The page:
How the new federal budget impacts your budget

The snow is melting, the sun is shining, and the birds are chirping, which can only mean one thing—the new federal budget just dropped

Here’s how it might impact your finances:

  • Dental care: The fed plans to spend $13 billion over five years to help uninsured Canadians making less than $90,000 get dental care. Those earning under $70,000 won’t have to pay any portion of their bill out of pocket. Seniors, kids, and people with disabilities under the income threshold will be eligible this year.

  • Student grants: The Canada Student Grants program has been expanded, offering full-time post-secondary students up to $4,200—a 40% increase. Also new this year is the ability for students to pull more from their Registered Education Savings Plan (RESP), from $5,000 to $8,000.

  • Grocery rebate: This is a one-time GST rebate for low-income Canadians who earned less than $39,826 in 2021. The $2.5 billion measure will dole out $467 for a family of four, $238 for single people and $225 for seniors.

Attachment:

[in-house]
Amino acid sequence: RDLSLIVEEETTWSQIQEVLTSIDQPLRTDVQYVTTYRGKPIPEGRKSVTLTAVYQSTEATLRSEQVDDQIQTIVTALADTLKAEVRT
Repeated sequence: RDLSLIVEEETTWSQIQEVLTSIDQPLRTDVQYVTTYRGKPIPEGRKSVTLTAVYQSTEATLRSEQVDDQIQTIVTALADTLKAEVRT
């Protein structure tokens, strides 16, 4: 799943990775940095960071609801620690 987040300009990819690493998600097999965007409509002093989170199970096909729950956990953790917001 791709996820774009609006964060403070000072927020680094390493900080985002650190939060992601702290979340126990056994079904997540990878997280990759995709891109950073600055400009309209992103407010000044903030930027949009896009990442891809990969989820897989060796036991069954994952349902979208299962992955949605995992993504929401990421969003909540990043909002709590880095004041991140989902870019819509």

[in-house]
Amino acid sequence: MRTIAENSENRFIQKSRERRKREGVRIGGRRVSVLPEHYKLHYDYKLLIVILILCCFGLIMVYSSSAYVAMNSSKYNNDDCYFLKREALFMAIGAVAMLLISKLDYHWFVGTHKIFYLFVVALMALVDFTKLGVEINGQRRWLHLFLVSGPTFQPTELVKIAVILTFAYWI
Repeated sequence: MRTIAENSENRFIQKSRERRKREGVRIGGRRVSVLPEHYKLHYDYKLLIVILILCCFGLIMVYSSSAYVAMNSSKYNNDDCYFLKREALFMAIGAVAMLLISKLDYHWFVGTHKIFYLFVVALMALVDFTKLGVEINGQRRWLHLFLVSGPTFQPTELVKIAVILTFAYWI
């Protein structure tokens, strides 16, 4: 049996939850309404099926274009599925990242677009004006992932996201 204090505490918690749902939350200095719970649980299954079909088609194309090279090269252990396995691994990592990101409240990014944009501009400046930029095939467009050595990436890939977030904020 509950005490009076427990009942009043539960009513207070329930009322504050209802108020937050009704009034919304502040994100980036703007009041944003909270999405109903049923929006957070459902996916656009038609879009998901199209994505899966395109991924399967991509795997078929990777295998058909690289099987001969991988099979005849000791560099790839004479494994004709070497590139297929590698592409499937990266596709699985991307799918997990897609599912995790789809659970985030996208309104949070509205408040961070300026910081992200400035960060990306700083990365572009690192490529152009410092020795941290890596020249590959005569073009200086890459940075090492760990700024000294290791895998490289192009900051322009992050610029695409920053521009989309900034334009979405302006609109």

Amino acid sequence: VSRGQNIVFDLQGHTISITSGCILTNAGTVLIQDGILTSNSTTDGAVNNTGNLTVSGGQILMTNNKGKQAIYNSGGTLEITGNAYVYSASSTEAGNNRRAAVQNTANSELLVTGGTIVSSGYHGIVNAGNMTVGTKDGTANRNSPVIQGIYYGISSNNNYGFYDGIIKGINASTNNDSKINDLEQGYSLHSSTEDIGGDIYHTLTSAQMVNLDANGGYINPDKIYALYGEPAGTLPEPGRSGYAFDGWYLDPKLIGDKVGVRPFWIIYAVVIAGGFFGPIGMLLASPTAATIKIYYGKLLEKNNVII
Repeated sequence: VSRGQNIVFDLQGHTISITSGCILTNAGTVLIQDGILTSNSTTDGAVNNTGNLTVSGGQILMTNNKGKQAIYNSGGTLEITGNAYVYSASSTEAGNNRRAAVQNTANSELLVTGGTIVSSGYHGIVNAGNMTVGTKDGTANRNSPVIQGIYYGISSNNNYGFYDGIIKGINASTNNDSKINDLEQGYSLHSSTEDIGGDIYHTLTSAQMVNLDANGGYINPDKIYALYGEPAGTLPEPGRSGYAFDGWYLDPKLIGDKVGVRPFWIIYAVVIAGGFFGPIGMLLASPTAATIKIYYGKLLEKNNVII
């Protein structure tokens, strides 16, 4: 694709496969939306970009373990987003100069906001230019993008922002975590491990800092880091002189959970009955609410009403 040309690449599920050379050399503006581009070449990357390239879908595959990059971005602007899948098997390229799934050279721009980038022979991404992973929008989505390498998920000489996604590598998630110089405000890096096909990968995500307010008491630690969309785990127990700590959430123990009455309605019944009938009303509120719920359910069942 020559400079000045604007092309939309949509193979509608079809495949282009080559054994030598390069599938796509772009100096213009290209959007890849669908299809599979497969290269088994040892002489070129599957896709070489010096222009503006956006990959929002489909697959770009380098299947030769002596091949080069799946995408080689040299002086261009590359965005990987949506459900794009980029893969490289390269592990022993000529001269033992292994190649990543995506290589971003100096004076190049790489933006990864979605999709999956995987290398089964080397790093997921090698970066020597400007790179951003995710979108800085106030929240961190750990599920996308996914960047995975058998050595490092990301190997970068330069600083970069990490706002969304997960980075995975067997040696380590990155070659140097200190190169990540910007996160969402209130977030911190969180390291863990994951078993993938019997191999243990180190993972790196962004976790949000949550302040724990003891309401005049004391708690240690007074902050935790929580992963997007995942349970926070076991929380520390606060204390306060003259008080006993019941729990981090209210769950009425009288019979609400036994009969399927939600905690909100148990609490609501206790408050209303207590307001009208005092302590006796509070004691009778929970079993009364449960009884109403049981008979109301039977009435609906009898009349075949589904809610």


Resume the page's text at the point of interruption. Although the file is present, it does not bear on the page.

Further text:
What else? The budget also outlines plans to address junk fees for concert tickets, a right-to-repair framework for devices and a national flood insurance plan.

  • Loan limits: 35% is the new maximum amount of interest lenders can apply to loans as the government targets predatory lending. There are plans to amend the criminal code to ensure this happens. 

  • Improved air passenger rights: A proposed $1.8 billion over five years to improve service, security and screening at Canadian airports, but travellers will be helping fund the improvements through increased Air Travellers Security Charges. You’ll pay almost $5 more for a roundtrip domestic flight and $10 more for international flights.

Yes, but: The big focus was green tech and energy investments with a plan that dedicates $67.3 billion over five years to the sector to compete with the US Inflation Reduction Act.

Bottom line: The modest measures will provide some relief for working-class Canadians, but the budget mostly ignored the elephant in the room—housing affordability. Besides re-introducing the First Time Home Buyer’s plan, no plans were mentioned to address the lack of affordable housing nationwide.